Research Projects

WE EXPLORE CRITICAL ISSUES and address challenges that have regional, national, and global implications. Our growing body of academic research is informed by regular conversations with scholars, industry leaders, and policy makers—who help shed light on today's most urgent research questions.
 

Faculty Research Grants

Each fall, the Kleinman Center for Energy Policy seeks requests for support from Penn faculty and doctoral students on topics that leverage existing Penn research and address timely energy policy needs. Our competitive grants program draws proposals from Penn scholars across schools and disciplines. In addition to supporting primary research, we welcome proposals that translate and apply existing research and expertise on energy policy topics for a broader audience of non-specialists across disciplines—to raise the importance of energy issues among thought leaders and the public.

Our 2017-2018 call for grants is now closed. To stay up to date on next year's call, sign up for our newsletter.

Funded Projects

2017-2018

Author:
Dr. Erick Guerra
Co-author(s):
Ricardo Daziano

In this study, researchers propose to try to separate out residents’ willingness to pay for convenient charging systems from their willingness to pay for convenient parking spaces.

Author:
Dr. Jose Miguel Abito

The Regional Greenhouse Gas Initiative (RGGI) is a CO2 emissions allowance program that covers Connecticut, Delaware, Maine, Maryland, Massachusetts, New Hampshire, New York, Rhode Island, and Vermont. In this project, we look at Pennsylvania's incentives to join RGGI.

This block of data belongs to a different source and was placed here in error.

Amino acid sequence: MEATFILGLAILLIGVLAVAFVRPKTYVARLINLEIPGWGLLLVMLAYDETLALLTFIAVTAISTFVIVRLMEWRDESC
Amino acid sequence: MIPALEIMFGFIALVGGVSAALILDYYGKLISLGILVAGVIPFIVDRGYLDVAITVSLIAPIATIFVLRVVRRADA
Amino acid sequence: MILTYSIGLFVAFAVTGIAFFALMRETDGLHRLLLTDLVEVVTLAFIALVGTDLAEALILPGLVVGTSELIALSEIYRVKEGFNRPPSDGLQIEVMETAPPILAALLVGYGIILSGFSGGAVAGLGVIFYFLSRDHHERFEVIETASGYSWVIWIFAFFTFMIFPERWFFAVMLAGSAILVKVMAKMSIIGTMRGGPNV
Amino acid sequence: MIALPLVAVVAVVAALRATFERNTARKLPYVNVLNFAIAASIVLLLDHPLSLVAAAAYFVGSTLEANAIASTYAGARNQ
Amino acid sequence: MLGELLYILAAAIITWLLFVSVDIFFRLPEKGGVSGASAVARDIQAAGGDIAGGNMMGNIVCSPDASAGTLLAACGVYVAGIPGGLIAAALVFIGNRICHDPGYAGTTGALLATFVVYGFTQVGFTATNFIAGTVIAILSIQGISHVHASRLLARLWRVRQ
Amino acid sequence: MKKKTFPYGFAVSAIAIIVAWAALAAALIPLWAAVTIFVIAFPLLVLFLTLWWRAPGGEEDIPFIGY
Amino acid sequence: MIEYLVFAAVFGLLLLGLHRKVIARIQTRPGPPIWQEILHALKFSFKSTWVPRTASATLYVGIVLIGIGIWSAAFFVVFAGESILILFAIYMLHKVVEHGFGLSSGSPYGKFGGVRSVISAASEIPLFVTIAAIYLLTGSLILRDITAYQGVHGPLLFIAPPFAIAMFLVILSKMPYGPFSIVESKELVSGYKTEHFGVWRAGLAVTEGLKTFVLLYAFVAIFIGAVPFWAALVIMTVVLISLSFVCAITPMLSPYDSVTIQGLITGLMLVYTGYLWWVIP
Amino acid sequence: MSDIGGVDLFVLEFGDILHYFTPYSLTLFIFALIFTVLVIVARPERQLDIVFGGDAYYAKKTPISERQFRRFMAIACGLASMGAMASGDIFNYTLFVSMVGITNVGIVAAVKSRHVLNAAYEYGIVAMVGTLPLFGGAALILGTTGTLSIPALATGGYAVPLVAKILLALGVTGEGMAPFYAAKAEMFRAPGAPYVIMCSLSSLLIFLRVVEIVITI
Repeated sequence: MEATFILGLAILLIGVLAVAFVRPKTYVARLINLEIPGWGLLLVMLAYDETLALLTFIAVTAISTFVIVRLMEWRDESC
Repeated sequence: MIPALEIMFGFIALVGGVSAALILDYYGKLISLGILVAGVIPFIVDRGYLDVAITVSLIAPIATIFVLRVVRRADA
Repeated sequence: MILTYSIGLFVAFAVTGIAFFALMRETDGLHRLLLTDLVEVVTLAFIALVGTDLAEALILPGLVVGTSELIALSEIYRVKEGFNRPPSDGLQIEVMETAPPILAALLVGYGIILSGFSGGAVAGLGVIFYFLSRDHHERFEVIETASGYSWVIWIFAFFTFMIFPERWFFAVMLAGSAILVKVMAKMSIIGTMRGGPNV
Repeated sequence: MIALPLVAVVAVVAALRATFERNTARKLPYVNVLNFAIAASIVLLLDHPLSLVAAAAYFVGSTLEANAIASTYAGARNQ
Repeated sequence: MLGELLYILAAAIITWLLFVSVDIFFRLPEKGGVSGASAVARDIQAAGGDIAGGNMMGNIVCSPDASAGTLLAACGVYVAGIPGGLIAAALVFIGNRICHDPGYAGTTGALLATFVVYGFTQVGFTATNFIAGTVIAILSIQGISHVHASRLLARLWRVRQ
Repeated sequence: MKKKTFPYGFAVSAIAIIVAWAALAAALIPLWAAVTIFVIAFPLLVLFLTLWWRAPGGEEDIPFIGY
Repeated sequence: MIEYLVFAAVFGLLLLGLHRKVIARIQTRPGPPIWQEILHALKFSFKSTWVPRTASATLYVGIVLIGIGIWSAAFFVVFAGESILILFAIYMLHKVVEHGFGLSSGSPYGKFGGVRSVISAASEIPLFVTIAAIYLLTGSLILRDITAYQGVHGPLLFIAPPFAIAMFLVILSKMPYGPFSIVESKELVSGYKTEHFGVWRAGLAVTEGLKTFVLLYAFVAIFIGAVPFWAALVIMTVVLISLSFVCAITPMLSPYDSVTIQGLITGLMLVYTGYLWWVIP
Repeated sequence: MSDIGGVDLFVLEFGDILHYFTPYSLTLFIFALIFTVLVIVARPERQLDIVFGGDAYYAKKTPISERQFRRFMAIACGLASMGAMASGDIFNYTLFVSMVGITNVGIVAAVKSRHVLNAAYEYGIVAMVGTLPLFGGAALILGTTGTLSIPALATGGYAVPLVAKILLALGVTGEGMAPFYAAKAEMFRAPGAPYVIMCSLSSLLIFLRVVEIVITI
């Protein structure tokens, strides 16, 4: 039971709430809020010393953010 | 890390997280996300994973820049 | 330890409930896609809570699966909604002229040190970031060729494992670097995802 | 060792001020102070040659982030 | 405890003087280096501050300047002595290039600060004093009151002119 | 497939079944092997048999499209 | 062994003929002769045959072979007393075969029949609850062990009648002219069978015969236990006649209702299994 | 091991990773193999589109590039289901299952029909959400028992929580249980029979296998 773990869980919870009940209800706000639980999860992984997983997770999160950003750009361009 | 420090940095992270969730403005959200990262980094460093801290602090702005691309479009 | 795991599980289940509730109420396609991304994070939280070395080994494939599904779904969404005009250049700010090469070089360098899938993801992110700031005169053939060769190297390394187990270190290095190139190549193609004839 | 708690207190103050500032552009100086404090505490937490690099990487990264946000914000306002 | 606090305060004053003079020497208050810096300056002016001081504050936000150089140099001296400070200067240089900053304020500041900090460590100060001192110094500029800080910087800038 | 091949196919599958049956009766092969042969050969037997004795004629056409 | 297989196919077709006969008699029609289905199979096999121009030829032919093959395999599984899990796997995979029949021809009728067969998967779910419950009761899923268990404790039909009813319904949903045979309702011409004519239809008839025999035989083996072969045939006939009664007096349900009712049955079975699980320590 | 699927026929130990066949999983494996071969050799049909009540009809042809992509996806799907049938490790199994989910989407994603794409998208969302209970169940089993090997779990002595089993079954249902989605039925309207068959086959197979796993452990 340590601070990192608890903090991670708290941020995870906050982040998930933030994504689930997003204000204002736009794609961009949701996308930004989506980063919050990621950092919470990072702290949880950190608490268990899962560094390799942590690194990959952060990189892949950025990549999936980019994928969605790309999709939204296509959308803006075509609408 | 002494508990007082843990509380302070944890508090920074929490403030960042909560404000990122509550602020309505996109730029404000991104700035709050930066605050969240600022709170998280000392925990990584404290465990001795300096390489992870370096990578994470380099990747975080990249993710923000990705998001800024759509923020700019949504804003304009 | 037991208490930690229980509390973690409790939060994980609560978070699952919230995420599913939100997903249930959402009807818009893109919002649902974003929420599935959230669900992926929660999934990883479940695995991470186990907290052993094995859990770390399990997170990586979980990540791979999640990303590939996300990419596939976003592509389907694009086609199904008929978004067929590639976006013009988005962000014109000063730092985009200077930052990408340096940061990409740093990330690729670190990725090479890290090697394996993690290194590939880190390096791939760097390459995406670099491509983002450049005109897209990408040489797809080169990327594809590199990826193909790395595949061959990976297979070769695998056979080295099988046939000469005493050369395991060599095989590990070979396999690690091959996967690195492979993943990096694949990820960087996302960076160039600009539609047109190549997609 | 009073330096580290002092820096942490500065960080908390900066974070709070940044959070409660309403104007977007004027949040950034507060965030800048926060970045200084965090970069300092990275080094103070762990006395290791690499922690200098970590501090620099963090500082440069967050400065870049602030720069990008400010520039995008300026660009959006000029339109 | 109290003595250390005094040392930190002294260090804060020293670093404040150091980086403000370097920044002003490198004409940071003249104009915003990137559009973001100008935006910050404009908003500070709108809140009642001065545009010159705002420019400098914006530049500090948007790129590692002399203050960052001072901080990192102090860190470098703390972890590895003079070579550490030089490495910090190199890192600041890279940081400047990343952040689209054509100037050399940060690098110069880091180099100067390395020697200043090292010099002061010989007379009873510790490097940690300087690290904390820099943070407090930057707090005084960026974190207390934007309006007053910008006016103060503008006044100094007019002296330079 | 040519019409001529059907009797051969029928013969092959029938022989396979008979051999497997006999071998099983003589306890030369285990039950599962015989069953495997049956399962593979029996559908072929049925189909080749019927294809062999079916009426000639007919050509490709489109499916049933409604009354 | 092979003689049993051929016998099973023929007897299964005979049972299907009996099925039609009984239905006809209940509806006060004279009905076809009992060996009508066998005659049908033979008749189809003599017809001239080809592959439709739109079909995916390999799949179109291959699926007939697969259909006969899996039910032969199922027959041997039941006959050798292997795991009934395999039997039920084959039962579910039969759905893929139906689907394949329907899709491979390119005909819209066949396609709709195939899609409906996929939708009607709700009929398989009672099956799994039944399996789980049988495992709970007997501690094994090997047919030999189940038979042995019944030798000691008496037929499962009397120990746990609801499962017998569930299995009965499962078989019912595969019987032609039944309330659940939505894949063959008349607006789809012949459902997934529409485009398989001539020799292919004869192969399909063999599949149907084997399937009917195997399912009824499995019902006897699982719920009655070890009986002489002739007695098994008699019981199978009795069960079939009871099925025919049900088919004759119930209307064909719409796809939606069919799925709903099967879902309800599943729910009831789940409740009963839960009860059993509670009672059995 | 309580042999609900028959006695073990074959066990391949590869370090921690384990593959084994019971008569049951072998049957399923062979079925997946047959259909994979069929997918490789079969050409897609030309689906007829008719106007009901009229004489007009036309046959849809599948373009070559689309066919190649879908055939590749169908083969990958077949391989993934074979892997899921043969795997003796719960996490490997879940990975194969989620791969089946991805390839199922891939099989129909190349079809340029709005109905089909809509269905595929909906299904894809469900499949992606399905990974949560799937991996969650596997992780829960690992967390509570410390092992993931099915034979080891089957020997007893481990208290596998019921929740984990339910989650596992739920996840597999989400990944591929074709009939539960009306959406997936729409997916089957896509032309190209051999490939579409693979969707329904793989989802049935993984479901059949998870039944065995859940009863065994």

Author:
Paul H. Décaire, Ph.D. Candidate

"Oil field unitization” enabled firms to assemble all tracts of land that shared a common access to an oil pool and to operate them as one individual unit, distributing the entire costs and benefits from the pool across all members. This study investigates the role of a joint venture, such as unitized tracts of land, on investment decisions. 

Author:
Gabrielle Vasey, Ph.D. Candidate

Renewable energy development is of utmost importance in Brazil, a country facing future energy supply shortages. This study examines the role of renewable energy in Brazil’s electricity grid and compares the different methods of awarding renewable energy contracts. 

Author:
Daniel Aldana Cohen

This project will establish a third-generation, household-based, neighborhood-level carbon footprint database for the United States. It aims to clarify how carbon moves spatially through the economy, built environment, and everyday life; how these processes intersect with a range of social and spatial inequalities that also shape well-being; and how exposure to potential carbon-pricing would impact different communities.

Author:
Aymeric Bellon, Ph.D. Candidate
Co-author(s):
Tong Liu, Ph.D. Candidate

This project aims at understanding how the selling of exploitation rights for mineral reserves as well as the contractual terms between landowners and gas firms shape the speed at which the exploitation of resources is made.

Author:
Christina Simeone
Co-author(s):
De Shaun Bennet, Theodora Okiro

The Pennsylvania Small Business Development Centers (SBDC), headquartered at the University of Pennsylvania (Penn), along with the Kleinman Center for Energy Policy received a federal grant to identify strategies to assist businesses impacted by changes in Pennsylvania’s coal economy.  

Author:
Dr. Nikolai Roussanov

Since expenditures associated with commuting (e.g., gasoline) are more significant as a share of income for low-skill workers, fluctuations in oil prices have a larger impact on their labor supply. This project aims to understand the role of energy costs, and specifically oil prices, in skill-biased technological change. 

Author:
Dr. Jesús Fernández-Villaverde

Part 1 of the project asks: what can we learn from the history of energy about how transitions from one source of energy to another have occurred? Part 2 of the project asks: what can we think, formally and quantitatively, about the new world of the oil industry after the tight and shale gas revolution?